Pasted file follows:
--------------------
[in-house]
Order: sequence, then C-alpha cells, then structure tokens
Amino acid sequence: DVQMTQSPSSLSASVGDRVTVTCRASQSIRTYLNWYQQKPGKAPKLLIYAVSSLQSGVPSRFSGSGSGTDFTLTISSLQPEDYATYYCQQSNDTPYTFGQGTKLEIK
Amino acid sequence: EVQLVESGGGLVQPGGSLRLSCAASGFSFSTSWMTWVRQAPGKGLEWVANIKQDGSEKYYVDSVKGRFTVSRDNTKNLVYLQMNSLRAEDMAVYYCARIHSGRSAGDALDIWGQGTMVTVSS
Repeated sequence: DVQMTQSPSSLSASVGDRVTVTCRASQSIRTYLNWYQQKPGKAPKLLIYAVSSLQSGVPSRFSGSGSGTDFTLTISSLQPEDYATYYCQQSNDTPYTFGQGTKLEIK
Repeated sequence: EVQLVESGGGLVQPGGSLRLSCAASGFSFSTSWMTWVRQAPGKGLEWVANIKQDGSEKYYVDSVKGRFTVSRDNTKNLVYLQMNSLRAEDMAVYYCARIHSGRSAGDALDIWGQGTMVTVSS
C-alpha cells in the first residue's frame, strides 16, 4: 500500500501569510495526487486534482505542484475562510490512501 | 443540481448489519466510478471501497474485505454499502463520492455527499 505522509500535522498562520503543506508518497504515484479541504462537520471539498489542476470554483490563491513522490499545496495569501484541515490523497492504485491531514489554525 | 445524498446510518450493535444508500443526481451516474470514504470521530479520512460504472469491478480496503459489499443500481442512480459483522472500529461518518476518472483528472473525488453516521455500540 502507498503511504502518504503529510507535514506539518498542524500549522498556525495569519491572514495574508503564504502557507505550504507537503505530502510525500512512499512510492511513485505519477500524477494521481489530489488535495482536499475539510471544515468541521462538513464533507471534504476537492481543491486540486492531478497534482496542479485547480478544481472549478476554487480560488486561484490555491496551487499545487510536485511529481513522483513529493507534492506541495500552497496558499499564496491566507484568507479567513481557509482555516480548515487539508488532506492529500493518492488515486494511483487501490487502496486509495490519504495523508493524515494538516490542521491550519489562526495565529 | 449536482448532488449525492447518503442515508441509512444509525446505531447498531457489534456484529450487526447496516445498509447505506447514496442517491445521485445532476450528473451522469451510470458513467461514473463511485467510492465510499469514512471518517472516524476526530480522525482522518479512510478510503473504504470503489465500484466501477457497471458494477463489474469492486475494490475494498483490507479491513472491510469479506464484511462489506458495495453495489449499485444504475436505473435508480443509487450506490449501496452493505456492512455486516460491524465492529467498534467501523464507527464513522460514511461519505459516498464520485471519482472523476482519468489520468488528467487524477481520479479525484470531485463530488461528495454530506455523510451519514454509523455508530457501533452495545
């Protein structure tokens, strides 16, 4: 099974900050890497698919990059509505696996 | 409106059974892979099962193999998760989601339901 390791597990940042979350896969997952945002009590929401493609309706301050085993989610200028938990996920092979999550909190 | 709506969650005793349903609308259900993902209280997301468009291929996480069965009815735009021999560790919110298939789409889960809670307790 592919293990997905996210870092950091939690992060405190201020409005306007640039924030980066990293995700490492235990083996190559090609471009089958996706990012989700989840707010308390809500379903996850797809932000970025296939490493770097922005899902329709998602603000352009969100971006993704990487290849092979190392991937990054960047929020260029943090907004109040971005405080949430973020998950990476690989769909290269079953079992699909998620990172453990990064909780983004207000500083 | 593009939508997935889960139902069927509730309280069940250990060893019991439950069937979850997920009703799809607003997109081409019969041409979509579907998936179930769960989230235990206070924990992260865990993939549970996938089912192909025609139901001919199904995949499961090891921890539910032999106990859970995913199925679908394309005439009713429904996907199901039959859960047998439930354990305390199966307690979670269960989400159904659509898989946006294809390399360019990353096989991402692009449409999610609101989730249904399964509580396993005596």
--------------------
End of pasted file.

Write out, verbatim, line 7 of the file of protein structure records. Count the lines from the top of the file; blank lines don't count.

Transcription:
C-alpha cells in the first residue's frame, strides 16, 4: 500500500501569510495526487486534482505542484475562510490512501 | 443540481448489519466510478471501497474485505454499502463520492455527499 505522509500535522498562520503543506508518497504515484479541504462537520471539498489542476470554483490563491513522490499545496495569501484541515490523497492504485491531514489554525 | 445524498446510518450493535444508500443526481451516474470514504470521530479520512460504472469491478480496503459489499443500481442512480459483522472500529461518518476518472483528472473525488453516521455500540 502507498503511504502518504503529510507535514506539518498542524500549522498556525495569519491572514495574508503564504502557507505550504507537503505530502510525500512512499512510492511513485505519477500524477494521481489530489488535495482536499475539510471544515468541521462538513464533507471534504476537492481543491486540486492531478497534482496542479485547480478544481472549478476554487480560488486561484490555491496551487499545487510536485511529481513522483513529493507534492506541495500552497496558499499564496491566507484568507479567513481557509482555516480548515487539508488532506492529500493518492488515486494511483487501490487502496486509495490519504495523508493524515494538516490542521491550519489562526495565529 | 449536482448532488449525492447518503442515508441509512444509525446505531447498531457489534456484529450487526447496516445498509447505506447514496442517491445521485445532476450528473451522469451510470458513467461514473463511485467510492465510499469514512471518517472516524476526530480522525482522518479512510478510503473504504470503489465500484466501477457497471458494477463489474469492486475494490475494498483490507479491513472491510469479506464484511462489506458495495453495489449499485444504475436505473435508480443509487450506490449501496452493505456492512455486516460491524465492529467498534467501523464507527464513522460514511461519505459516498464520485471519482472523476482519468489520468488528467487524477481520479479525484470531485463530488461528495454530506455523510451519514454509523455508530457501533452495545